This week’s internet cruising:
- How to keep someone with you forever – "You create a sick system." I wanted to cry when I read this.
- Looking Back — Discord&Rhyme – "To be successful at bootstrapping, you have to cut every feature except those you think are absolutely necessary. Then you cut some that you thought that you absolutely had to have. You compromise your design because you need to get the product to market. You ignore automated testing and documentation because your code is too unstable to be held back by rigorous processes."
- Launching beta, or “How to decide when and where to cut corners” –
- 200+ Seamless Patterns Perfect for Website Backgrounds – Pretty! They're a bit busy, but I think they could be used tastefully.
- Statement by Apple on App Store Review Guidelines – Courtesy of Greg. Apple seems to be getting off their high horse with regards to development tools. I'm not sure yet if this means I'll be springing for Plants vs. Zombies on the iPhone.
- These Dance Moves Are Irresistible – ScienceNOW – Courtesy of Michael. "The most important factor to the women was how much the man moved his head, neck, and torso, the researchers will report online tomorrow in Biology Letters." This is a really cool-sounding study. Thinking about the types of dancing I like to watch and see done well–hip-hop, even bellydance–I like fancy foot-work, but tight (pop and lock) torso and head movements do draw my eye more. Flailing arms are just hilarious.
- Action Not Words: The Difference Between Talkers and Doers – Wonderfully (and miserably) timely for me. The last few weeks for me have been very slothful (as evidenced by the lack of posts here), with correspondence and projects piling up while I squander my time. I've taken to returning to my 3 Most Important Things per day. If I get nothing else done in a day, I will get whatever those three things are done. I know from experience that having the 3 MITs builds momentum so that I'll rarely only ever get those three things done.
- We’re Not Paid To Write Code – This is a really well-written article on how we're paid to deliver a product, not sling code. This is a hard-won lesson for every comp sci major worth their weight I've ever met in their first 2 years out of college, myself included. I'm still not great at balancing quality vs. out-the-doorness on personal projects, but I've learned a lot more about what's acceptable business-wise.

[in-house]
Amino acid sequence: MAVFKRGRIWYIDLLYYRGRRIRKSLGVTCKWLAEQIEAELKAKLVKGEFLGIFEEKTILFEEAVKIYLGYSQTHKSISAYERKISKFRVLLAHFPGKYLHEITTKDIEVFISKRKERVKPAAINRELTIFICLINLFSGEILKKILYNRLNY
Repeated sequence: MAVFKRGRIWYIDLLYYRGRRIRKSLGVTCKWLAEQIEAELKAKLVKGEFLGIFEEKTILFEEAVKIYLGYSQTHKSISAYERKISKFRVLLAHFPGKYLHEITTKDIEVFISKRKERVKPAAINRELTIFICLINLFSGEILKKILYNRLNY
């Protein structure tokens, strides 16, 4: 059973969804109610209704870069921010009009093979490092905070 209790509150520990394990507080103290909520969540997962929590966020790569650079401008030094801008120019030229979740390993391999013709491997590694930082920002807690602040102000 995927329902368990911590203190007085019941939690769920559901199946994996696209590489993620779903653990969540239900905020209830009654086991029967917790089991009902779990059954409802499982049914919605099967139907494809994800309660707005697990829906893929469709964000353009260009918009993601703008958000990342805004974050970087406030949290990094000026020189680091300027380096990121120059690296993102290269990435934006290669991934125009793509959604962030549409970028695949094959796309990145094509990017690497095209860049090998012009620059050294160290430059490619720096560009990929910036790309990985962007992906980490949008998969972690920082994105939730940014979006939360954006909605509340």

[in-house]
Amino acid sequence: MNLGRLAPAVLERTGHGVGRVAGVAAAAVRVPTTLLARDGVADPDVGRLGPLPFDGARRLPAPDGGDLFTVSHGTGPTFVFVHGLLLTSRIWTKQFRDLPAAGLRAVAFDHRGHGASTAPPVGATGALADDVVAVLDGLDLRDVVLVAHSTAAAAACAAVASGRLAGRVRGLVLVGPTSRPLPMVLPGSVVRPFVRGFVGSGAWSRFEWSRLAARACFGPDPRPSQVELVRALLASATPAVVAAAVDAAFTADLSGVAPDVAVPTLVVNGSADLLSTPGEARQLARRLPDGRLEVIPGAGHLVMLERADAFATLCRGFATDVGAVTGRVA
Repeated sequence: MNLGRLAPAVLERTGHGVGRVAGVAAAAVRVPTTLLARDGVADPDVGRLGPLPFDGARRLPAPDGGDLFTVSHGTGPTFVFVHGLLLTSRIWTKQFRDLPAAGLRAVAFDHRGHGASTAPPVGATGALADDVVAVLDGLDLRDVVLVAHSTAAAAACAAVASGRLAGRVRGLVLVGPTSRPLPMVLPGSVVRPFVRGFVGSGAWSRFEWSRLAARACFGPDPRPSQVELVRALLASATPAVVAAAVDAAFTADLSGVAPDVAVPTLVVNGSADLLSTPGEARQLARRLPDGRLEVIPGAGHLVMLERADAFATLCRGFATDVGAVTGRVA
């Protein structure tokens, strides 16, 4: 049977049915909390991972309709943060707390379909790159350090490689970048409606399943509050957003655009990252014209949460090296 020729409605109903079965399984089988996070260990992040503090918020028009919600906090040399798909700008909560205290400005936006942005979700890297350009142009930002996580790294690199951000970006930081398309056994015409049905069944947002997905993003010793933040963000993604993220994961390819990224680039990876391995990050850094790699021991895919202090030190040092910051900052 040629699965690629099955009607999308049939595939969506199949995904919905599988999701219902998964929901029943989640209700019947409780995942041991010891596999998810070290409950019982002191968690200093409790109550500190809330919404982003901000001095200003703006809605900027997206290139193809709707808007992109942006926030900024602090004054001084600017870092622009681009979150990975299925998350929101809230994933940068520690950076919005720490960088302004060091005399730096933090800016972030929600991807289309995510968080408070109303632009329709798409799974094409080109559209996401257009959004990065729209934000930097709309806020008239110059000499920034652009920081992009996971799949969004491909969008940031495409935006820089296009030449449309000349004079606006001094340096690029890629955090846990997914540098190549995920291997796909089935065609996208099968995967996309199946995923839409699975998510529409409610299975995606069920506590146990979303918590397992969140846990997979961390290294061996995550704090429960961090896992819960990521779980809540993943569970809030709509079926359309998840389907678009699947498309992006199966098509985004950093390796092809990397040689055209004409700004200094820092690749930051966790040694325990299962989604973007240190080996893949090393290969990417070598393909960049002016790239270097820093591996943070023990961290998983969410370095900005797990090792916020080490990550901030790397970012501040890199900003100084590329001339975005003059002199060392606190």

Chapter 9 of Witches, “Pursuit” is live. Actually, it went live yesterday, I just neglected to post here for it. I was busy having my ass handed to me by some type of hydra. Damn D & D 4e hydras. It had seven heads by the end.
“But how do we get you out of here without anyone noticing?” Robert asked absently. Satisfied that her hand was fine, he pulled his hands back out of the attached gloves.
Hardi tamped down a grin of victory. “Nice and easy. You’re going to create a distraction, and we’re going to slip out.”
A small smile played on his lips as he asked, “What kind of distraction?”
No links this week. I’ve been planning hard on the Geist Character Sheet Manager, working with Greg to come up with and prioritize requirements. I’m playing around with the Agile “story” idea. It seems like a good informal way to gather reqs, though I’ve done most of the generation of the ideas. Greg should really be doing the bulk of them, since he’s a prime example of a user on both the game manager and character sheet user sides. He’s been great about helping come up with cases that fit World of Darkness games I don’t play and giving specific examples of things I have to account for.
I’ve got a preliminary feature set for my first iteration of the game manager side, and boy, did it break my proposed timeline. Depending on what my priority cut-off is, it may be late September to mid-October before it’s ready as an alpha. Some things may turn out to be simpler to implement than I’m currently estimate. For instance, either in this iteration or the next, I’ll need to write a rules system to allow the game manager to put in everything from prerequisites to conditional dot cost changes. I’m looking forward to designing and implementing that.
And so I keep moving.
For all the brouhaha about unit testing and Test Driven Development, I have yet to find a guide — book, website, anything — that actually discusses how to write unit tests.
There are nUnit-specific articles that talk about the foibles of each and how to have testing run constantly and so on and so forth, but how do I know how to compose a unit test? How low-level and nitty-gritty do tests need to be so that they’re useful without making me want to stab myself in the eye from maintenance? What’s the best way to test controllers vs. models?
Maybe I’m just not cool enough with Uncle Google to find what I’m looking for, and I certainly don’t mind experimentation, but I’d be interested in hearing how the “experts” approach TDD.